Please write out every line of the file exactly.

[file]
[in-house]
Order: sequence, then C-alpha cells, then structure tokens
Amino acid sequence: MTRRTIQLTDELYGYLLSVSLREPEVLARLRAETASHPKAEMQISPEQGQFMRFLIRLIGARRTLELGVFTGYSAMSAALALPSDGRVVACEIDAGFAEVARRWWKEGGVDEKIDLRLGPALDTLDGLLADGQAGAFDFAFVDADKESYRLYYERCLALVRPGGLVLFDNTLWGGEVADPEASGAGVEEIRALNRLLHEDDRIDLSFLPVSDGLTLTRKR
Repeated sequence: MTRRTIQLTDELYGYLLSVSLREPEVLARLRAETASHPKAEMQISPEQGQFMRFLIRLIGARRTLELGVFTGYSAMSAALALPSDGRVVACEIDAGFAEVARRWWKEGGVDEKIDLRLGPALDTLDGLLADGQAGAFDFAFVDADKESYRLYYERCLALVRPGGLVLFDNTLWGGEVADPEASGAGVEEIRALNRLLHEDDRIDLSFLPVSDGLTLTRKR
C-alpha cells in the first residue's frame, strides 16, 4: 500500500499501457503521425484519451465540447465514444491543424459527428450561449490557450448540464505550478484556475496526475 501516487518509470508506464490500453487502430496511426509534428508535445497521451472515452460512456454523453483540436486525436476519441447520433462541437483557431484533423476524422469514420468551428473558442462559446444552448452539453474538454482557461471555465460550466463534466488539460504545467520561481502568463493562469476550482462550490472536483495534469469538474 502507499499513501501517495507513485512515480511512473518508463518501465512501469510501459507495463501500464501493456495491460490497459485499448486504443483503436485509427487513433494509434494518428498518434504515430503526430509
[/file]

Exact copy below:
[in-house]
Order: sequence, then C-alpha cells, then structure tokens
Amino acid sequence: MTRRTIQLTDELYGYLLSVSLREPEVLARLRAETASHPKAEMQISPEQGQFMRFLIRLIGARRTLELGVFTGYSAMSAALALPSDGRVVACEIDAGFAEVARRWWKEGGVDEKIDLRLGPALDTLDGLLADGQAGAFDFAFVDADKESYRLYYERCLALVRPGGLVLFDNTLWGGEVADPEASGAGVEEIRALNRLLHEDDRIDLSFLPVSDGLTLTRKR
Repeated sequence: MTRRTIQLTDELYGYLLSVSLREPEVLARLRAETASHPKAEMQISPEQGQFMRFLIRLIGARRTLELGVFTGYSAMSAALALPSDGRVVACEIDAGFAEVARRWWKEGGVDEKIDLRLGPALDTLDGLLADGQAGAFDFAFVDADKESYRLYYERCLALVRPGGLVLFDNTLWGGEVADPEASGAGVEEIRALNRLLHEDDRIDLSFLPVSDGLTLTRKR
C-alpha cells in the first residue's frame, strides 16, 4: 500500500499501457503521425484519451465540447465514444491543424459527428450561449490557450448540464505550478484556475496526475 501516487518509470508506464490500453487502430496511426509534428508535445497521451472515452460512456454523453483540436486525436476519441447520433462541437483557431484533423476524422469514420468551428473558442462559446444552448452539453474538454482557461471555465460550466463534466488539460504545467520561481502568463493562469476550482462550490472536483495534469469538474 502507499499513501501517495507513485512515480511512473518508463518501465512501469510501459507495463501500464501493456495491460490497459485499448486504443483503436485509427487513433494509434494518428498518434504515430503526430509